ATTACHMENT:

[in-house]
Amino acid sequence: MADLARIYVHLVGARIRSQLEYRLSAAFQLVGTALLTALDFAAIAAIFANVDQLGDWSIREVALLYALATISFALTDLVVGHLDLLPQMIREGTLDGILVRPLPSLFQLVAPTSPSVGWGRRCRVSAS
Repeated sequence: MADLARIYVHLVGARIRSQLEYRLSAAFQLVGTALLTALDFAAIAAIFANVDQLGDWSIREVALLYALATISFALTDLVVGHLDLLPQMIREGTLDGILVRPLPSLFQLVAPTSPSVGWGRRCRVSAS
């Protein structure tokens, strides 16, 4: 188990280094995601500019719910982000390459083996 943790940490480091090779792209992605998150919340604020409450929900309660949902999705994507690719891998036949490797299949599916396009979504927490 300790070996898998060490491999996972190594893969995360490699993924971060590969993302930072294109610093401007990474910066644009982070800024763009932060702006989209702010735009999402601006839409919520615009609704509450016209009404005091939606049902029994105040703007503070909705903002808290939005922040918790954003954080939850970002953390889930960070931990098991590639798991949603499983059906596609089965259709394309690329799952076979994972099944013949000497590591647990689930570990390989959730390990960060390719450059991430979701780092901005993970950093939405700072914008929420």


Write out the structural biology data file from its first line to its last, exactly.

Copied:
[in-house]
Amino acid sequence: MADLARIYVHLVGARIRSQLEYRLSAAFQLVGTALLTALDFAAIAAIFANVDQLGDWSIREVALLYALATISFALTDLVVGHLDLLPQMIREGTLDGILVRPLPSLFQLVAPTSPSVGWGRRCRVSAS
Repeated sequence: MADLARIYVHLVGARIRSQLEYRLSAAFQLVGTALLTALDFAAIAAIFANVDQLGDWSIREVALLYALATISFALTDLVVGHLDLLPQMIREGTLDGILVRPLPSLFQLVAPTSPSVGWGRRCRVSAS
């Protein structure tokens, strides 16, 4: 188990280094995601500019719910982000390459083996 943790940490480091090779792209992605998150919340604020409450929900309660949902999705994507690719891998036949490797299949599916396009979504927490 300790070996898998060490491999996972190594893969995360490699993924971060590969993302930072294109610093401007990474910066644009982070800024763009932060702006989209702010735009999402601006839409919520615009609704509450016209009404005091939606049902029994105040703007503070909705903002808290939005922040918790954003954080939850970002953390889930960070931990098991590639798991949603499983059906596609089965259709394309690329799952076979994972099944013949000497590591647990689930570990390989959730390990960060390719450059991430979701780092901005993970950093939405700072914008929420």